The Children’s Daily Missal and the complete Daily Missal were introduced in the classrooms. These were purchased from the proceeds of two candy sales held by the children. A Mass Chart with movable figures was presented by the Parent-Teachers-Association.

The children also learned about the lives of the Saints.

In 1929-30, Father Kubelbeck was very fortunate in securing
four first class relics for the parish;

  • a relic of St. Anthony,
  • a relic of St. Margaret,
  • a relic of the Little Flower of Jesus, and
  • a relic of the true Cross.

These relics were added to the parish reliquaries which also contained a relic of St. Stephen, the first martyr and a relic of the crib.

Emerging Technology: The Radio

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1931


Through the kindness and generosity of Father Kubelbeck the children and teachers had the privilege of enjoying every Friday an hour of music appreciation given by “The Nation’s Music Teacher,” Walter Damrosch, over the radio. Damrosch hosted “The Music Appreciation Hour,” a popular series of radio lectures on classic music aimed at students. The show was broadcast during school hours, and teachers were provided with textbooks and worksheets by the National Broadcasting Network (NBC).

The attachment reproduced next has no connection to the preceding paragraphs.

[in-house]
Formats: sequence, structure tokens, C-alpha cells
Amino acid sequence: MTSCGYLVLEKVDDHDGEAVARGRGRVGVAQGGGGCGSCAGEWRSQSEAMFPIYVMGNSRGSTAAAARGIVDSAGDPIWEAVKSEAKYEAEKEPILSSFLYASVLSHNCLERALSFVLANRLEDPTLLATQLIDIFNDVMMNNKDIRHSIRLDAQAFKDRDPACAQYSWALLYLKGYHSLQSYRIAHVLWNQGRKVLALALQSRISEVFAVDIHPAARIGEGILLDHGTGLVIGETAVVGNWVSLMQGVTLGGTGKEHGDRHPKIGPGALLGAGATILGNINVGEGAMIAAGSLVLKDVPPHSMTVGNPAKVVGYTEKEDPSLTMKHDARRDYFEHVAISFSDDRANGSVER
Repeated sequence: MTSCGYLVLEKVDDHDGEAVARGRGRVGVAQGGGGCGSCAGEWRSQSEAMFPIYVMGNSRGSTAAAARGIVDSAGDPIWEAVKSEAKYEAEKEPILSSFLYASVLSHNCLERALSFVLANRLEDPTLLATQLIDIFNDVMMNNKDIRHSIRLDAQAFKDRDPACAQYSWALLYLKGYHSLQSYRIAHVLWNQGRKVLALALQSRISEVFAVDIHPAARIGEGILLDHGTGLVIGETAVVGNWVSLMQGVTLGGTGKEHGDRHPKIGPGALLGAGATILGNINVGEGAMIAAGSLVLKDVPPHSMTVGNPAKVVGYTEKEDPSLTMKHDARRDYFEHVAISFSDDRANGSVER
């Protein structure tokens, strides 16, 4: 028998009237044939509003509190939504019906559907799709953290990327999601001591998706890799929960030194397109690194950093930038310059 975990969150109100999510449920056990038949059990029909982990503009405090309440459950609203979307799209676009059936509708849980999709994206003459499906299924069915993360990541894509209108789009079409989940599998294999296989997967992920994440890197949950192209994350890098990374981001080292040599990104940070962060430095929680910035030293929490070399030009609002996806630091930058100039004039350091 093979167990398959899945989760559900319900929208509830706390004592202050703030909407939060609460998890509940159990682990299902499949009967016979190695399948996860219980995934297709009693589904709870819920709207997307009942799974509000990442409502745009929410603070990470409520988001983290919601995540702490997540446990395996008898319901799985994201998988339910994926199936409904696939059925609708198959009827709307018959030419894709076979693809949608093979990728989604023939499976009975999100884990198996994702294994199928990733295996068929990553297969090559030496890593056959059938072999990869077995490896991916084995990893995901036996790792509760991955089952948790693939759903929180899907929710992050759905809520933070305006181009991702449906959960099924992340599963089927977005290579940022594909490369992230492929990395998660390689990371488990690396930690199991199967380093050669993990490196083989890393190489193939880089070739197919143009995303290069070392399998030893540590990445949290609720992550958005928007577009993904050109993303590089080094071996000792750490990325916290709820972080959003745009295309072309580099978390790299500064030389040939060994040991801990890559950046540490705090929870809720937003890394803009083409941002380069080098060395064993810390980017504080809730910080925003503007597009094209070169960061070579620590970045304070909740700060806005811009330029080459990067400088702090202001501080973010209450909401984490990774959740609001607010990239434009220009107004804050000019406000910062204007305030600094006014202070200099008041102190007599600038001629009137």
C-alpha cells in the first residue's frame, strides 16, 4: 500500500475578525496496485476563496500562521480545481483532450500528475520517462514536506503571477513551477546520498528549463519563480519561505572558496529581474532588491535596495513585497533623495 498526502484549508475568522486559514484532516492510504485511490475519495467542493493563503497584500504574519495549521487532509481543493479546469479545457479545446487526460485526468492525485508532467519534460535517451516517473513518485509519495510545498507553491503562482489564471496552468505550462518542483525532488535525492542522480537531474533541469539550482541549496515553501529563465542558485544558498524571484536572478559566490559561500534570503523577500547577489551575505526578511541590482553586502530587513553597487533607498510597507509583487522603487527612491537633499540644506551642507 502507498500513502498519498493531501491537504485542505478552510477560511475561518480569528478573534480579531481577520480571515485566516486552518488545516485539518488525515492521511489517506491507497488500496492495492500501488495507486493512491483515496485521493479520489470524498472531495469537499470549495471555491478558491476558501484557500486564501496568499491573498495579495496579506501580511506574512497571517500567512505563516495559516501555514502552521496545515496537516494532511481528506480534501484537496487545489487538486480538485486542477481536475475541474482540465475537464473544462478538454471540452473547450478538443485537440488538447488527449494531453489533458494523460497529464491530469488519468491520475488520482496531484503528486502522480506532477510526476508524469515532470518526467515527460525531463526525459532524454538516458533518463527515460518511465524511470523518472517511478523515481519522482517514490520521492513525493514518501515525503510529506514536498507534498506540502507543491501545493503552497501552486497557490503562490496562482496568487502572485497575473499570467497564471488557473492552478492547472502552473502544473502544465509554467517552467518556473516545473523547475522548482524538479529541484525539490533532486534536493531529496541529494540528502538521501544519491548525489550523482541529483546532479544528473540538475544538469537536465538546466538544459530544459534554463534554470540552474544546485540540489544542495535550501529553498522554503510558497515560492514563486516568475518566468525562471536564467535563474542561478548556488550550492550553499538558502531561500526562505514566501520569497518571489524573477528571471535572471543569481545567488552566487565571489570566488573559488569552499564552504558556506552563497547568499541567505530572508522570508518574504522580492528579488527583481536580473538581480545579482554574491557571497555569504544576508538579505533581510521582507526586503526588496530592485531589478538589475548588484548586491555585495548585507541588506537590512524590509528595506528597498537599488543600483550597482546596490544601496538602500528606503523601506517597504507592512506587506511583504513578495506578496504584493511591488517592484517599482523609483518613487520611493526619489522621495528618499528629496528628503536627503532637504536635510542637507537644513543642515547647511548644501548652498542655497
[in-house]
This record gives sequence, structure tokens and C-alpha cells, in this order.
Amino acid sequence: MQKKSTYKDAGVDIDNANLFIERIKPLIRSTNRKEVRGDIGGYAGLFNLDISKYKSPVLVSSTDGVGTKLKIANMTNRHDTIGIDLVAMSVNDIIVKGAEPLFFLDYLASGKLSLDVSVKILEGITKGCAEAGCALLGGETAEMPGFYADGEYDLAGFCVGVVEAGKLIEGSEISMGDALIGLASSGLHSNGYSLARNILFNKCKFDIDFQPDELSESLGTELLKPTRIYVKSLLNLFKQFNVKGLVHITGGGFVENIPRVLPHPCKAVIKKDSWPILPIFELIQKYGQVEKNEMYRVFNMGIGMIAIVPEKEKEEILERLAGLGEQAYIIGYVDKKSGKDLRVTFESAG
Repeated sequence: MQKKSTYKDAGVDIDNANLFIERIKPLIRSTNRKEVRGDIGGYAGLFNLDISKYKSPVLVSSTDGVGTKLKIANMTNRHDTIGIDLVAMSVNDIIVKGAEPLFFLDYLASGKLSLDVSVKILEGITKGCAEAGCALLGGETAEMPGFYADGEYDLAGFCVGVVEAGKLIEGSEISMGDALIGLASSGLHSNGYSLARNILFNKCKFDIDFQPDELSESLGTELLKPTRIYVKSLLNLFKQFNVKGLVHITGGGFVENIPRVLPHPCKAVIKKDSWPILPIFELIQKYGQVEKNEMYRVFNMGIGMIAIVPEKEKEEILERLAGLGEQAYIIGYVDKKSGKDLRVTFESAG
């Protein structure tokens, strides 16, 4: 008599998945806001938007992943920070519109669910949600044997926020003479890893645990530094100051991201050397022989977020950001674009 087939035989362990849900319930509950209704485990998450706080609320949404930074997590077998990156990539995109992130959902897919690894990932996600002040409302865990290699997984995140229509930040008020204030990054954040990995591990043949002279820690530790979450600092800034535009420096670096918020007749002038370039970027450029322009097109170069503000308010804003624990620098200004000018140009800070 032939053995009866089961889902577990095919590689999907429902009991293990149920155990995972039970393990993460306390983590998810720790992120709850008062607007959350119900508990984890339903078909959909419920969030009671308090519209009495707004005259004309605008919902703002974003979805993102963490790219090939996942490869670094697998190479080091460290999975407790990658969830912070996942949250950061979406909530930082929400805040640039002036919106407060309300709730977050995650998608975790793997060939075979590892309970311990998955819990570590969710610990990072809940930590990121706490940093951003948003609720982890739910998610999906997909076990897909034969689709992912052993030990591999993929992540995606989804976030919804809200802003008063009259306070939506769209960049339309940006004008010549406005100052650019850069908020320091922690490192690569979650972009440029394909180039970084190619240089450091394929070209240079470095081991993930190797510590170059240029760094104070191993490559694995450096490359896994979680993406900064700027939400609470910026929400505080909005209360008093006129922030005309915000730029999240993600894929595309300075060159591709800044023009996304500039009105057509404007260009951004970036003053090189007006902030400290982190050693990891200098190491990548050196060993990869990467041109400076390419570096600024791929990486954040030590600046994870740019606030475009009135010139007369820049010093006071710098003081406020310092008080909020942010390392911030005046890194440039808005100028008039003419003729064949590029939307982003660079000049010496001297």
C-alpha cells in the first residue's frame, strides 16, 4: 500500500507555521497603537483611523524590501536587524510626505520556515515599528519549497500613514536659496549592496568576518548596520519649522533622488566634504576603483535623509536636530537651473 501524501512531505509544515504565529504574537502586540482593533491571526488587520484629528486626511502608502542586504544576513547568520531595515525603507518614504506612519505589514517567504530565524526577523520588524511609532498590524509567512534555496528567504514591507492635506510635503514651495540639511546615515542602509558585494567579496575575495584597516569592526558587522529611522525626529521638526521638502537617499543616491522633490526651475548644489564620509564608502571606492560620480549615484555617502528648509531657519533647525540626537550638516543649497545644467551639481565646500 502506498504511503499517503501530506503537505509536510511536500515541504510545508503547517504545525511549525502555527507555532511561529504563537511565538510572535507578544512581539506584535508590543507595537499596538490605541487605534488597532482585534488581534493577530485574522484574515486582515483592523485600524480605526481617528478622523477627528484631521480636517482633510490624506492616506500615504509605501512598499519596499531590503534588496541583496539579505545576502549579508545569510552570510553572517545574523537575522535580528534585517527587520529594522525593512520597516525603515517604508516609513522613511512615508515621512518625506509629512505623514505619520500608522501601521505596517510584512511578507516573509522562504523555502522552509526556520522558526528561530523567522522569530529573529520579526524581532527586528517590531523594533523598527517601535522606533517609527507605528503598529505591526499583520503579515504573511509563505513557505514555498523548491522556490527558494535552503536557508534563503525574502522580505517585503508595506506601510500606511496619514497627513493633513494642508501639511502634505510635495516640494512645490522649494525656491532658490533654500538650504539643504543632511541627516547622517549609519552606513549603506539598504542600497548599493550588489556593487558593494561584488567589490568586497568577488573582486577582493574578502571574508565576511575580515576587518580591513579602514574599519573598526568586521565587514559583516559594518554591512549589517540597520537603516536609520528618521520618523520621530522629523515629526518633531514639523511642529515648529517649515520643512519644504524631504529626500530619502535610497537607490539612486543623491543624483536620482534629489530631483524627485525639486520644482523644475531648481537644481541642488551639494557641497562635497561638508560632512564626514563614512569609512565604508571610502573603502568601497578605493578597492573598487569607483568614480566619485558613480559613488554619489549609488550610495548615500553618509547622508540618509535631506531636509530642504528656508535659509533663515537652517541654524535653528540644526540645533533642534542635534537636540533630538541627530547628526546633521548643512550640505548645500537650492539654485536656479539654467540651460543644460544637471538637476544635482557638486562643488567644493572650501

The students were also privileged to listen to His Holiness Pope Pius XI’s first radio message to the whole world on February 12, 1931. Pope Pius XI concluded the first line of the discourse with these words,

“Listen, O Heavens, to that which I say; listen, O Earth, listen to the words which come from my mouth…Listen and hear, O Peoples of distant lands!” He continued, speaking in the voice of the Old Testament prophet, “To the City and to the World!” These words, of course, were said in Latin. Read More

Memories of the School

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1950’s


The children had separate areas for outside recess time. The girls were out front in the field and the cinder covered street. The boys played out back in the baseball field. Before going back into the building, the students line ups on the stairway–single file–with no talking.

The school building and grounds were always very clean. The janitor’s name was Joe Laverdiere. He was well liked and respected by the students.